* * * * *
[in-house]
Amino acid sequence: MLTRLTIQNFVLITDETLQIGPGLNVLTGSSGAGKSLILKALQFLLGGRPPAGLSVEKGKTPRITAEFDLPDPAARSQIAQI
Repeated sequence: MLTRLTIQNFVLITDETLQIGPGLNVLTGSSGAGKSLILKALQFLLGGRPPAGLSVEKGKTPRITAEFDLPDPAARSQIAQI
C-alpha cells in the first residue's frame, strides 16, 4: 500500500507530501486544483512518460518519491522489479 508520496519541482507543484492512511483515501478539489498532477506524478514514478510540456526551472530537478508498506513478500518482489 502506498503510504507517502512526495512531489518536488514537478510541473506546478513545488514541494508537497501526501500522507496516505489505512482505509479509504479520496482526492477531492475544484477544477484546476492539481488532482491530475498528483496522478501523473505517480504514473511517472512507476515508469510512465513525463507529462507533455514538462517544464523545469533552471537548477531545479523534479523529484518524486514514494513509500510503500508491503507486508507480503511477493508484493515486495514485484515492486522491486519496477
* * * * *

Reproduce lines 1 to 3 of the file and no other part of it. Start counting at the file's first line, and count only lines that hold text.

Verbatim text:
[in-house]
Amino acid sequence: MLTRLTIQNFVLITDETLQIGPGLNVLTGSSGAGKSLILKALQFLLGGRPPAGLSVEKGKTPRITAEFDLPDPAARSQIAQI
Repeated sequence: MLTRLTIQNFVLITDETLQIGPGLNVLTGSSGAGKSLILKALQFLLGGRPPAGLSVEKGKTPRITAEFDLPDPAARSQIAQI